When first playing through a game, most beginners try to take in all the variations and alternative moves being made. Doing this can confuse the beginner from the start. Therefore, I urge you to not look at anything but the primary moves made in the game. Don’t worry about lines of play based on computer analysis. In fact, acquire a piece of light cardboard or paper and use it to cover up any analysis or variations. If you don’t know what these are, they’re the game moves that are printed in a lighter or smaller font under the actual moves made in the game. Sometimes you’ll see the words “better yet” before the analysis or variation line. They can also appear inside of brakets. Ignore those for now. Why ignore them?

To understand any variations or analysis lines, you need to first understand the moves that were made when the game was played. If you don’t understand those moves, the alternative moves will make no sense. Start by playing through only the game.

Starting with move one, note what principle was used by both players. The opening phase of the game being studied should be relatively easy to understand in terms of principles. Both players will develop a pawn or two towards the board’s center, develop their minor pieces towards the center, castle and possible connect their Rooks. However, some openings tend to be more obvious in terms of opening principles than others, especially to the beginner. Take the Ruy Lopez or Spanish Opening. With an opening like the Giucco Piano or Italian Opening, the King-side Bishop moves to c4 on move three where it attacks the board’s center. With the Ruy Lopez, the King-side Bishop moves to b5 on move three. Beginners have a hard time determining how this move helps to control the center. After 3…a6, White has the choice of moving the Bishop to a4 or exchanging it for the Knight on c6. In the exchange variation, after 4. Bxc6…dxc6, the Black e5 pawn no longer has protection and could be captured by White’s f3 Knight. 3. Bb5 indirectly effects the center. Study the game, move by move. Don’t proceed further into the game until you know why a specific move was made.

Work your way through the entire game one move at a time, not going forward until you know why that move was made. This requires work but your knowledge of principled play will greatly increase. If you speed through the game and skip over a move you don’t understand, the remaining moves will make little sense. Did I mention you need to play through the game five times before considering looking at the variations? You need to know the game well before considering and understanding the computer analysis lines. When you come to the fifth run through, grab a pen and a piece of paper. You’ll need these items because on this last run through, you’re going to see if you can come up with any of your own alternative moves.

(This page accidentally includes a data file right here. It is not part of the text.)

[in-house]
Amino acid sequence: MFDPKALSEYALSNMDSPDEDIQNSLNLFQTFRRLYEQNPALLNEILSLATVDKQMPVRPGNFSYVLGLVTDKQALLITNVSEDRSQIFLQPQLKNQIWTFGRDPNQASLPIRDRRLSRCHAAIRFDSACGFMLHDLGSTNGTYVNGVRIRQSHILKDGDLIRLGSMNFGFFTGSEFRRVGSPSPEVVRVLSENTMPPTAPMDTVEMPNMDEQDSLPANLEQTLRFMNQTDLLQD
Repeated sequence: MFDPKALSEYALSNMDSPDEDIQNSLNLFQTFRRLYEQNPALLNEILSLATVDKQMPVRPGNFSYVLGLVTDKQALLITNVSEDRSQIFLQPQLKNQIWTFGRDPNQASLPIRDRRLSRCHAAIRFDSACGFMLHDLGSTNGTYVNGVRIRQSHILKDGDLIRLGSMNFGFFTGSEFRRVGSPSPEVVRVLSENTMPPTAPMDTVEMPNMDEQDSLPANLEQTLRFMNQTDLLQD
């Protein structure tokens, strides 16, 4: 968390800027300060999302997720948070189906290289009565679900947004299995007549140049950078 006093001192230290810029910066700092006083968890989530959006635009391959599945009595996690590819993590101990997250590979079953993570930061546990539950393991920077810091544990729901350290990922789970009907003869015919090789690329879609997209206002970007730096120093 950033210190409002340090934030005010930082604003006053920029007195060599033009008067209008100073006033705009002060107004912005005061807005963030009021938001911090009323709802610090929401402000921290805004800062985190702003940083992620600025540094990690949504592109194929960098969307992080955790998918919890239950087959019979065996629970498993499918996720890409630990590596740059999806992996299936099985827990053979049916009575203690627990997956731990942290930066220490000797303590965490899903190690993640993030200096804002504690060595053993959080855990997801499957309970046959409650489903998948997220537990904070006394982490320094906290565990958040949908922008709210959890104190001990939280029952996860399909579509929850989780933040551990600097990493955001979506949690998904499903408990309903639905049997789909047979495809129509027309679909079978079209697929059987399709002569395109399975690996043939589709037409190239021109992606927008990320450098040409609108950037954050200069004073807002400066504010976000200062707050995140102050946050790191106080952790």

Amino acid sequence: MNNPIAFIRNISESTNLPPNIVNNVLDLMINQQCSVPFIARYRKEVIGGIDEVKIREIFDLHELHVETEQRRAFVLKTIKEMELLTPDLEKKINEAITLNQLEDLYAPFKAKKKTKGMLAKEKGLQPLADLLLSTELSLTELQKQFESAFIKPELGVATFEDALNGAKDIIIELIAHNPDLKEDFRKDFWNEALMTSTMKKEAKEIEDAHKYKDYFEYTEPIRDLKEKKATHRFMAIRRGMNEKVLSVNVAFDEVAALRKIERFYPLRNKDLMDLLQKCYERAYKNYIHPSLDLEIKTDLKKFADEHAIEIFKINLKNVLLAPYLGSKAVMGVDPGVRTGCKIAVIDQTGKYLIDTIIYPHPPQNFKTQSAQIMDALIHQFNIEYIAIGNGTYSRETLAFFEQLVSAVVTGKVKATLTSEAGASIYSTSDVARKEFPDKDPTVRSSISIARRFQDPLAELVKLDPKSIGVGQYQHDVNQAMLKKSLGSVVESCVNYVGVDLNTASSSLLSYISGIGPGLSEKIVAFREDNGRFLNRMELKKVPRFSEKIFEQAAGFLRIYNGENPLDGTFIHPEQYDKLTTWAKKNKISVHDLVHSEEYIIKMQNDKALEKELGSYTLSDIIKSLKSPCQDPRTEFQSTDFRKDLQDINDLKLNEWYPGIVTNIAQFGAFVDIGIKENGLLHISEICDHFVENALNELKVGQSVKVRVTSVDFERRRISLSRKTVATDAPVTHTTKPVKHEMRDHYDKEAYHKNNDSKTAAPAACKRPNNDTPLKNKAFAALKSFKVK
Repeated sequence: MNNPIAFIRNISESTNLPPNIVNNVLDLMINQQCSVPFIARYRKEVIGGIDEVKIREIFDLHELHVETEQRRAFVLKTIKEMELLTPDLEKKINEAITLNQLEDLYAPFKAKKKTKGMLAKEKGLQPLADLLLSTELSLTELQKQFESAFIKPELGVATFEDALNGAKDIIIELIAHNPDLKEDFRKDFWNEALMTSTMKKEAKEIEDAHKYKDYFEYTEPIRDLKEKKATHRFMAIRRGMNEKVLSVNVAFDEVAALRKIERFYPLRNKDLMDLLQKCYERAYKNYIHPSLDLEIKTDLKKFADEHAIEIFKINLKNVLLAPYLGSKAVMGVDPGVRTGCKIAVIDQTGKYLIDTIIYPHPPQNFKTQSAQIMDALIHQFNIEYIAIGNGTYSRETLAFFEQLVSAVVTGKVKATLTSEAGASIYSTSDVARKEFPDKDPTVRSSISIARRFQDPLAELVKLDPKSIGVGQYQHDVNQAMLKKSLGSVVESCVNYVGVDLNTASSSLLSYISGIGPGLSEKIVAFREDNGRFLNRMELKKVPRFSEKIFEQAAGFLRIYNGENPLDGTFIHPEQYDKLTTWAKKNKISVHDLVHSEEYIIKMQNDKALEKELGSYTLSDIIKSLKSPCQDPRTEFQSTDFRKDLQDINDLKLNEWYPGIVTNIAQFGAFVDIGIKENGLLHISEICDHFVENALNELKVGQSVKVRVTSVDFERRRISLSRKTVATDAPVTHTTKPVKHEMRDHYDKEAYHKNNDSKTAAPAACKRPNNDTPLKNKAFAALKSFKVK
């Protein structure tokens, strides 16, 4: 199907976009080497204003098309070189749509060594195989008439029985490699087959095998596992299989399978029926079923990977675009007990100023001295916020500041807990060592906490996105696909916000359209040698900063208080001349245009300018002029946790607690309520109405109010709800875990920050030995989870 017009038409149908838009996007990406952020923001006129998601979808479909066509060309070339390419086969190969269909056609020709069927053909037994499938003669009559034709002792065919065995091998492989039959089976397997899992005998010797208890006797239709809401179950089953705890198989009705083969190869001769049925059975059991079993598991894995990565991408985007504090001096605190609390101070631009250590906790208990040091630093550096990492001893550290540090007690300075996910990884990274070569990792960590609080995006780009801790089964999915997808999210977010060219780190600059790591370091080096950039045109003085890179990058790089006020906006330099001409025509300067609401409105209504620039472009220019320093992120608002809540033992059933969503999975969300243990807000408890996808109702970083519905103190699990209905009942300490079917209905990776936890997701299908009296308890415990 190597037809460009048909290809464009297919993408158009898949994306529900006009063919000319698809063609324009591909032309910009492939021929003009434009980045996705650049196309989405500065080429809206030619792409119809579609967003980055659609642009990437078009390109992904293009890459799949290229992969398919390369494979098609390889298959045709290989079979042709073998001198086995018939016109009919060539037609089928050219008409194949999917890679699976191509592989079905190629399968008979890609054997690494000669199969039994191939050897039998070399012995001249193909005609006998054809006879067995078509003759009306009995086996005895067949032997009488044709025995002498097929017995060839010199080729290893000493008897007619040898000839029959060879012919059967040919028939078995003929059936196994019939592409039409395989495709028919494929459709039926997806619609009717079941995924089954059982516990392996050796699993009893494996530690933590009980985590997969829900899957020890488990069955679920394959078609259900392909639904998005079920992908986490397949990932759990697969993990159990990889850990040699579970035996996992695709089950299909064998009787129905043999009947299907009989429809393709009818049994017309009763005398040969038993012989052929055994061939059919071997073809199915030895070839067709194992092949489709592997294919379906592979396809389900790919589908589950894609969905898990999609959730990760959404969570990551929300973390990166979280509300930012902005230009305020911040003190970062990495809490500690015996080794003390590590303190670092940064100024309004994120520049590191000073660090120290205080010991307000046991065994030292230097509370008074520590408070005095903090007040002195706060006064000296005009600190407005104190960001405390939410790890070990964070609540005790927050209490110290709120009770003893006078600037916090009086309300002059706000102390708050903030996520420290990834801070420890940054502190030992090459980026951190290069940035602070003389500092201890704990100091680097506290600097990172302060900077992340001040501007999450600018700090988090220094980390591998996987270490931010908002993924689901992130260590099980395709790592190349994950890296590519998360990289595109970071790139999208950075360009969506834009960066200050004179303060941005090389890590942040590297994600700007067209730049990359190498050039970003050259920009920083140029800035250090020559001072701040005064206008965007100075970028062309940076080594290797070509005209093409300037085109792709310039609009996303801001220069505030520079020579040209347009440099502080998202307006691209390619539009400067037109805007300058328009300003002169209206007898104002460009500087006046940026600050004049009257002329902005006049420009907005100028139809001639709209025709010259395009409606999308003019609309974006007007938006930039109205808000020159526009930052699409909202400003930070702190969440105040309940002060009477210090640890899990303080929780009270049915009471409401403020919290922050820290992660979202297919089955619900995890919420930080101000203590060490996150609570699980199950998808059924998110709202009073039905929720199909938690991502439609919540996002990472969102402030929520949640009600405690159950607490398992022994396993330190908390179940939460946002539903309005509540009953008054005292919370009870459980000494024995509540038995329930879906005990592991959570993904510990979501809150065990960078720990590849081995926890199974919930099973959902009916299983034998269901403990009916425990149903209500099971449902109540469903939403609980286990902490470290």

Often, you’ll make the move played in the game and ask yourself, “why didn’t White or Black make this move instead?” When you have such a thought, write down the move and see if you can come up with a good response from the other player. After coming up with a response to your initial move idea, see if you can find a good move to answer that response. This requires a great deal of work but will help you with your calculation skills. Now we’re going to look at the analysis lines that are either generated from a computer program or take from similar positions in other games.

With the piece of paper you wrote down your own alternative moves by your side, play through the game again. When you get to a variation based on computer analysis or actual recorded games, compare what you thought was a good move to the analysis. You might have chosen a move the analysis chose. If this happens, you’re making real progress. Don’t worry if your ideas don’t appear in the game’s text. You don’t have the analytical capabilities of a computer engine! Play through the analysis one move at a time. Go through the analysis lines five times.

Lastly, as you play through the games, take notes regarding what you liked and what you didn’t understand for future examination. I know this seems like a mountain of work but think of a good chess game as a piece of art. When you to a museum and look at a painting for five minutes, you might think. “this is simply amazing” and move on to the next painting. The art expect might spend six months closely examining that same painting to unlock the real mystery behind it’s beauty. When the art expert says “this is simply amazing,” he or she knows why it’s amazing because they’ve studied it in detail. Studying chess games is the same way. Here’s a game to enjoy until next week.

Hugh Patterson


Not to be Repeated

This was a game I deserved to lose. I went wrong at move 4 and is a lesson in playing the opening stages with more care. It wasn’t a mistake leading to loss of material but it restricted possibilities. I made that mistake on move 10. I gave up the centre and was on the brink on getting crushed. White allowed me to unravel and escape.

Dan Staples